CME Group (CME) was downgraded by Zacks to an "Underperform" on February 27th. Zacks cited Y/Y revenue declines and decreases in analyst earnings expectations for 2013 and 2014 as reasons for the rating. Zacks noted lower trading volume and lower transaction fees as the cause for the analysts' reduced projections.
News also came out last week about the CME Group approaching the Deutsche Boerse about the possibility of a merger. However, Deutsche Boerse said that it was not in deal talks. A merger does make some sense as they have some overlapping products.
CME traded up $1.61 on the week to $59.92.
NYSE Euronext (NYX) stated that it will announce Q1 earnings on Tuesday April 30, 2013. The news release will come out at 2:30am ET and a conference call will occur at 8:00am ET.
NYSE Euronext announced that it will review whether mandatory testing and backup facilities should be implemented to withstand natural disasters. This was prompted by issues surrounding Hurricane Sandy last Fall. It is not clear how much implementation of these back-up features would cost.
NYSE Euronext closed the week down $.32 to $37.16.
CBOE Holdings (CBOE) announced that the cost to settle a probe with the SEC may amount to $10M. The probe concerned whether the CBOE was properly regulating itself. The company said that in addition to a monetary fine, it may also have to change compliance procedures.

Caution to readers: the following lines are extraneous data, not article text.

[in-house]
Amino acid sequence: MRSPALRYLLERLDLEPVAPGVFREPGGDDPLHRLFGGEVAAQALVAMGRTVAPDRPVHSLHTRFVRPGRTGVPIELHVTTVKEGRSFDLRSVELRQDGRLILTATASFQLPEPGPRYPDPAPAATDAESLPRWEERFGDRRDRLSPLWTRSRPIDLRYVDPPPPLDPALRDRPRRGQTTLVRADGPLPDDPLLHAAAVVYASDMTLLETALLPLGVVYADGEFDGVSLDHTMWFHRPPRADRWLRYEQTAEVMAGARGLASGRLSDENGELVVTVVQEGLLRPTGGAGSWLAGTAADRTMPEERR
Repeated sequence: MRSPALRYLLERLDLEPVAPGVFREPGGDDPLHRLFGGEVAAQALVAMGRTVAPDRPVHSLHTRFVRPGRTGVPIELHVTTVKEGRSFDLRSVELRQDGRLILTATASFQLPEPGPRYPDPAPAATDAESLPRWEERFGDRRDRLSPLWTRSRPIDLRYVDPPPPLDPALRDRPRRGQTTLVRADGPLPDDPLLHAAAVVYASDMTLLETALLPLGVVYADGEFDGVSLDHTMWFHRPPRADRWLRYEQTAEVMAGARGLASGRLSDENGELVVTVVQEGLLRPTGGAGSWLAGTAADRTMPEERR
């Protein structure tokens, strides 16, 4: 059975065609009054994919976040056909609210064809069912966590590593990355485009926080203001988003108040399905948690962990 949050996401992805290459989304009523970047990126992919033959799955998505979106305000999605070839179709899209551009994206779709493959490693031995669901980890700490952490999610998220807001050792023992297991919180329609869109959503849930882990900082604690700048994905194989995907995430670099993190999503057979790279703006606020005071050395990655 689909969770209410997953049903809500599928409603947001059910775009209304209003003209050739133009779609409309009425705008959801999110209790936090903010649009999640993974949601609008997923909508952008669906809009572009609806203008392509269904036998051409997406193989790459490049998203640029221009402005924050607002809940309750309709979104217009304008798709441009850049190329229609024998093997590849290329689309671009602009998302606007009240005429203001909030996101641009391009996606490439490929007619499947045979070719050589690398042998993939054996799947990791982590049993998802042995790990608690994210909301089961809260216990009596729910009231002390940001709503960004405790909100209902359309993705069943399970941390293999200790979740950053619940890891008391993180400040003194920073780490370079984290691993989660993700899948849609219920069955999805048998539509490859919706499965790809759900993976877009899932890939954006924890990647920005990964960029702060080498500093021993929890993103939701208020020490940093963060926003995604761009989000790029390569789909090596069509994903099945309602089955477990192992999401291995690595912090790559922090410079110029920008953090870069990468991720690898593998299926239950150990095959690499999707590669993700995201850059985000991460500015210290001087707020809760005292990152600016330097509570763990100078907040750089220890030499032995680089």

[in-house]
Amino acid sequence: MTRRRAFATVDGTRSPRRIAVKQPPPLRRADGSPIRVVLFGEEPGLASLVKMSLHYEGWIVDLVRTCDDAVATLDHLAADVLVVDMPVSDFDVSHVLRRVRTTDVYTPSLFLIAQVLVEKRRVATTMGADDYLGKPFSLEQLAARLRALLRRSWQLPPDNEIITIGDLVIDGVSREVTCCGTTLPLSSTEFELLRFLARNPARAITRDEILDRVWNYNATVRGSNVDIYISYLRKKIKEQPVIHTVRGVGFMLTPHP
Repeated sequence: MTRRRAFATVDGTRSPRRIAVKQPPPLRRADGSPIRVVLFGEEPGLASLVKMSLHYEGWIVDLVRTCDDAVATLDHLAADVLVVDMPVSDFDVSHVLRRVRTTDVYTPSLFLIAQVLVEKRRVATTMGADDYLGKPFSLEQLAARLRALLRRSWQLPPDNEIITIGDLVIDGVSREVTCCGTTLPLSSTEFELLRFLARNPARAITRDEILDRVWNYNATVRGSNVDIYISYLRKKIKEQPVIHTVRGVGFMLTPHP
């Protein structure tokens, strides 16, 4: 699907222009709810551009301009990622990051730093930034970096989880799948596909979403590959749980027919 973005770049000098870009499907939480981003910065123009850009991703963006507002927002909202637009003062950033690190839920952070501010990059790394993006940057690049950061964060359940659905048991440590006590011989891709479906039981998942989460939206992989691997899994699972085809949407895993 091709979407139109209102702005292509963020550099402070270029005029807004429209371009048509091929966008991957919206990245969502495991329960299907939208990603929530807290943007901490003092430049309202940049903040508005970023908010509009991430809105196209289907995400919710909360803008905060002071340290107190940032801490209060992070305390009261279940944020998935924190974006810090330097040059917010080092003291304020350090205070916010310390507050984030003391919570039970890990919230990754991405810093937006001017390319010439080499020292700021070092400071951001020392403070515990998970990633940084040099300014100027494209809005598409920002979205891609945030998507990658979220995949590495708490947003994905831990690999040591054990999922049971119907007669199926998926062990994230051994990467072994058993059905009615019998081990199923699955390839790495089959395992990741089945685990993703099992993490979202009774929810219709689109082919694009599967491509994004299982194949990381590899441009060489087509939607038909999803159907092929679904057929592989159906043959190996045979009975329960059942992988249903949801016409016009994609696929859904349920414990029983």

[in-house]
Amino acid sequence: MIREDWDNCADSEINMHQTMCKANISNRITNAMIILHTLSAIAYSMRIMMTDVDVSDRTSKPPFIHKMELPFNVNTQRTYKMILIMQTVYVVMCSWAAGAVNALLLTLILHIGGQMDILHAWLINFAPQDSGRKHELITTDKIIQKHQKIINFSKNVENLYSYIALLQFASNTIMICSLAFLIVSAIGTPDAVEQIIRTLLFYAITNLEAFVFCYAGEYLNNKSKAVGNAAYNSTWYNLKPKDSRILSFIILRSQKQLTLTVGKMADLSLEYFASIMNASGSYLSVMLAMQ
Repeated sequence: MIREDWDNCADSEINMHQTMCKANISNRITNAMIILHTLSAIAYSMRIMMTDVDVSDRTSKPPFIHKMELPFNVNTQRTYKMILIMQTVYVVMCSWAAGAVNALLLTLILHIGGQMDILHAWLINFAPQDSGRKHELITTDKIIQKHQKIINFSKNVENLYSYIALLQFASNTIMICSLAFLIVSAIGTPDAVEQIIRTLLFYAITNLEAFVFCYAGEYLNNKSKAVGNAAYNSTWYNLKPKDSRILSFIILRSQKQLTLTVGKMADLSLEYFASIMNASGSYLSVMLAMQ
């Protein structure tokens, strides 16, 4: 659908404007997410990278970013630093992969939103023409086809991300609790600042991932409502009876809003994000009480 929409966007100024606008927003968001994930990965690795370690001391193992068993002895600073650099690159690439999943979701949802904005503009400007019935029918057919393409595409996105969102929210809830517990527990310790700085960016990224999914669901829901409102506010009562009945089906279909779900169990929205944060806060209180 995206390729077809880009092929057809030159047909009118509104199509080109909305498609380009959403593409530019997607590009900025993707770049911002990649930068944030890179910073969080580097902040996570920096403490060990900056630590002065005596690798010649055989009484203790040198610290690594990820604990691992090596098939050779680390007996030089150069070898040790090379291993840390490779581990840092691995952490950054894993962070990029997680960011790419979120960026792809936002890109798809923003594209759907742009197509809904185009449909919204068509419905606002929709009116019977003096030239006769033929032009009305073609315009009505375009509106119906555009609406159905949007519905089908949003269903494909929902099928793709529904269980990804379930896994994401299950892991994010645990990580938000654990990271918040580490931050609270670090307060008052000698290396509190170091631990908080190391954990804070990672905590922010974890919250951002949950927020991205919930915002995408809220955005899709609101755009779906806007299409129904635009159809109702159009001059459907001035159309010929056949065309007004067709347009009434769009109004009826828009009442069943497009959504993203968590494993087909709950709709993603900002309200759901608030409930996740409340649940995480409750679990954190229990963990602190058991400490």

Also last week, CBOE reported that February trading volume was up 3% over January trading volume, but was down 15% compared to February 2012.
CBOE traded down $.12 on the week to $35.42.
Nasdaq OMX & Intercontinental Exchange
Nothing newsworthy happened to Nasdaq OMX (NDAQ) or Intercontinental Exchange (ICE) last week. Nasdaq OMX traded up $.22 on the week to $31.58. Intercontinental Exchange traded down $1.98 on the week to $154.
The task force set up by the International Organization of Securities Commissions to investigate how to improve LIBOR oversight stated that it will publish its findings and plans by this Summer.
The CFTC Chairman said that the Overnight Index Swap (OIS) Rate could be an alternative to LIBOR, which he obviously is not a proponent of. He stated that LIBOR is to easily "fixed," whereas OIS is based on transactions in the marketplace. He also listed other options including "benchmark rates based on actual short-term collateralized financings, and benchmarks based on government borrowing rates."
LIBOR remains a reference rate for 70% of the U.S. futures market.
Disclosure: I have no positions in any stocks mentioned, and no plans to initiate any positions within the next 72 hours.